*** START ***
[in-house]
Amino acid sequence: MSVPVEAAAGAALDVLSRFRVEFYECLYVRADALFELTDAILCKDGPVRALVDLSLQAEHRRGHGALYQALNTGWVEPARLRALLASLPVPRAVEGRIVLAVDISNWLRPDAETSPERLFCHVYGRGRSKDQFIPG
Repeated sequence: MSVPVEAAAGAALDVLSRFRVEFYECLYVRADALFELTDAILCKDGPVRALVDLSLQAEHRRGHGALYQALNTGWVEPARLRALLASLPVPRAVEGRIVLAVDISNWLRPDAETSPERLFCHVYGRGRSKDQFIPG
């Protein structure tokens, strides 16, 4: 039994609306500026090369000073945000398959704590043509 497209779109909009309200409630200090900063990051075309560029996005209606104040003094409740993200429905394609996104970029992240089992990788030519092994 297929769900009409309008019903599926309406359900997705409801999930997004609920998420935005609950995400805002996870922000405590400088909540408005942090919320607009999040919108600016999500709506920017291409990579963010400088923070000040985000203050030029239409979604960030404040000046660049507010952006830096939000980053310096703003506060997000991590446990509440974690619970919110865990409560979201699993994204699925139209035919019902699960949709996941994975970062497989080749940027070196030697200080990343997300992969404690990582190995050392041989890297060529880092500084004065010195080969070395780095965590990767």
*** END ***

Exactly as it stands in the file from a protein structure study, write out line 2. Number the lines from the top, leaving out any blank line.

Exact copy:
Amino acid sequence: MSVPVEAAAGAALDVLSRFRVEFYECLYVRADALFELTDAILCKDGPVRALVDLSLQAEHRRGHGALYQALNTGWVEPARLRALLASLPVPRAVEGRIVLAVDISNWLRPDAETSPERLFCHVYGRGRSKDQFIPG